By Reps. Mike Sturla, Jim Roebuck, Mark Longietti
Nearly 270,000 Pennsylvania children -- one out of every 6.5 students – receive special education services in our public schools. While the number has steadily grown over the years, funding for special education has been stagnant since 2009. Many school districts around the state struggle to deliver the services that they’re mandated by law to provide.
The shortfall is partly due to an antiquated state funding formula, which assumes that a blanket 16 percent of students – the statewide average -- require special education programs regardless of the actual number. In reality the percentage of special education students served in school districts across the state ranges from 8 percent to 26 percent.
Recently, the Special Education Funding Commission, established under Act 3 of 2013 and consisting of lawmakers and officials from the governor’s administration, released a report with recommendations to address the chronic underfunding of special education, including instituting a new formula to distribute funds.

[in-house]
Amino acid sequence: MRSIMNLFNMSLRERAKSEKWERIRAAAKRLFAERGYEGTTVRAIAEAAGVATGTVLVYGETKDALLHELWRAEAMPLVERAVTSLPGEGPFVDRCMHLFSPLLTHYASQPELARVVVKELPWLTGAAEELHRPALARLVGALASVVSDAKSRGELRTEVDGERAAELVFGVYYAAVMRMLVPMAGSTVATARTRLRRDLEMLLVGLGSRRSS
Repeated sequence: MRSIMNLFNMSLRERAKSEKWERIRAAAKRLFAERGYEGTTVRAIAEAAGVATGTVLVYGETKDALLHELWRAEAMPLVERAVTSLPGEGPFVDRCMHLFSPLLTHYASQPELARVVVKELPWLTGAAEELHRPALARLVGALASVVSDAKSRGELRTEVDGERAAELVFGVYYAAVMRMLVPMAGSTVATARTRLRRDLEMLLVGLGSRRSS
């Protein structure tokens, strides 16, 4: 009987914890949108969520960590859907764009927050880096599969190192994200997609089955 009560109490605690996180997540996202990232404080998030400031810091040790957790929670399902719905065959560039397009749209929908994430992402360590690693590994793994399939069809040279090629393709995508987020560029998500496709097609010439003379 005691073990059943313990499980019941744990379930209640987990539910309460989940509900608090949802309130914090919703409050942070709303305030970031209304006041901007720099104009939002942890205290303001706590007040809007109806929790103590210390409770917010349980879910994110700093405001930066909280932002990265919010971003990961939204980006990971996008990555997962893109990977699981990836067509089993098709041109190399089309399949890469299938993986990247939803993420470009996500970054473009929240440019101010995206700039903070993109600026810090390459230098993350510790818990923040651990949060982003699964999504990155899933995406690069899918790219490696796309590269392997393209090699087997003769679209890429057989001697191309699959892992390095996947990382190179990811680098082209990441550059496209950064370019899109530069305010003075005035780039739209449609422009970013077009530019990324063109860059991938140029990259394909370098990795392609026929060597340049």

By adequately investing in special education we aid our students in meeting academic standards, as well as transitioning into higher education, employment, independent living and community participation. The recommendations in the commission’s report provide a blueprint on ways to address the challenge of more equitably funding special education.
In reality, inequitable, and in many cases insufficient funding, for special education is just a symptom of a larger ailment in securing adequate funding for all education in the commonwealth.
The reductions in education dollars over the past three budget cycles have already begun to have a negative impact on test scores, and tuition at our universities has surged. Every dollar we cut from education has an impact on a child somewhere: whether it’s in Philadelphia, where at one point this fall there was one guidance counselor serving 3,700 students; or the dozens of jobs cut from Mercer County’s school districts; or, the program cuts due to fewer Accountability Block Grants in Lancaster.
The same inequity and inefficiency that plagues special education funding is a problem across the board with the state education budget, where wealthier districts often receive smaller per-pupil cuts than the painful, damaging cuts endured by districts in lower-income neighborhoods.
The Special Education Funding Commission was a truly bipartisan effort aimed at benefiting Pennsylvania students. We hope that the same spirit of bipartisanship sweeps through the legislature in the upcoming year’s budget, and that we invest in all of Pennsylvania’s students regardless of their special needs or their zip code.
Mike Sturla, Jim Roebuck, and Mark Longietti are all state representatives.